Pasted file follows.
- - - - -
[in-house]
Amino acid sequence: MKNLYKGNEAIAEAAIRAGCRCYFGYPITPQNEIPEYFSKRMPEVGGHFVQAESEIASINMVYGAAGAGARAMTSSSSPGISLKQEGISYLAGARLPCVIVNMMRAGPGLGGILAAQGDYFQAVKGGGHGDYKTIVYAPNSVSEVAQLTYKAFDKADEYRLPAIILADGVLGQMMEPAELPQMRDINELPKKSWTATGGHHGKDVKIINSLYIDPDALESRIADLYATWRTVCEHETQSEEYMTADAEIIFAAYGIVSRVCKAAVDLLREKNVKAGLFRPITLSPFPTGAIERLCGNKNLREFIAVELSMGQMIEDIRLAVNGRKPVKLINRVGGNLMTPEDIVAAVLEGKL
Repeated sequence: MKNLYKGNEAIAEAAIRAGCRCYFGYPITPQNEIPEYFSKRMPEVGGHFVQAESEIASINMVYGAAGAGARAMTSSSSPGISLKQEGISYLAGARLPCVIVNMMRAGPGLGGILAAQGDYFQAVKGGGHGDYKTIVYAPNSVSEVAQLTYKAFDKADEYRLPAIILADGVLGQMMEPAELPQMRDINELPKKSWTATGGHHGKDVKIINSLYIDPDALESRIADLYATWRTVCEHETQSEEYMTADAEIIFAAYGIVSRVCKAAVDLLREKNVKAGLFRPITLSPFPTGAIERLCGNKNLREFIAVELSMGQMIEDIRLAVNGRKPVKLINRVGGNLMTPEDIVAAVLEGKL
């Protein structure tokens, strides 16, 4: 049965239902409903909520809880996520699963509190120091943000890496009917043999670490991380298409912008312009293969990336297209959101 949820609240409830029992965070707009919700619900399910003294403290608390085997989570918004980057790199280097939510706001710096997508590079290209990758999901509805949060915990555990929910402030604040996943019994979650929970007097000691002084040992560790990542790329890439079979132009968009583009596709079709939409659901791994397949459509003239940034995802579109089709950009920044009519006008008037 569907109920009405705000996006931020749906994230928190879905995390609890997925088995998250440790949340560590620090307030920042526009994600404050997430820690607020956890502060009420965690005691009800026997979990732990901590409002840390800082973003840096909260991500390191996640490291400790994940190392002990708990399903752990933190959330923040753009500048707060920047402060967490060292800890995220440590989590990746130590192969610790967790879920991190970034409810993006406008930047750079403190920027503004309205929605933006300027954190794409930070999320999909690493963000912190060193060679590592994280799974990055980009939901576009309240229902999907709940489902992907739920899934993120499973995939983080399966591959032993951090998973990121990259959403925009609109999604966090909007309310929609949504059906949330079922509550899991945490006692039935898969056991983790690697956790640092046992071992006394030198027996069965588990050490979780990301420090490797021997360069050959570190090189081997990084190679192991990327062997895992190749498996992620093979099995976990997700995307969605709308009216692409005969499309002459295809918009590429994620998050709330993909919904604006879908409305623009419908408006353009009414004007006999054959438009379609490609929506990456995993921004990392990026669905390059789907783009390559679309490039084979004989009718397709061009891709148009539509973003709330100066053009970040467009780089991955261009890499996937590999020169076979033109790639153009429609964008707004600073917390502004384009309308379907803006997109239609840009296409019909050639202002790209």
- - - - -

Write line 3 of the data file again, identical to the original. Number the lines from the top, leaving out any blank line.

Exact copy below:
Repeated sequence: MKNLYKGNEAIAEAAIRAGCRCYFGYPITPQNEIPEYFSKRMPEVGGHFVQAESEIASINMVYGAAGAGARAMTSSSSPGISLKQEGISYLAGARLPCVIVNMMRAGPGLGGILAAQGDYFQAVKGGGHGDYKTIVYAPNSVSEVAQLTYKAFDKADEYRLPAIILADGVLGQMMEPAELPQMRDINELPKKSWTATGGHHGKDVKIINSLYIDPDALESRIADLYATWRTVCEHETQSEEYMTADAEIIFAAYGIVSRVCKAAVDLLREKNVKAGLFRPITLSPFPTGAIERLCGNKNLREFIAVELSMGQMIEDIRLAVNGRKPVKLINRVGGNLMTPEDIVAAVLEGKL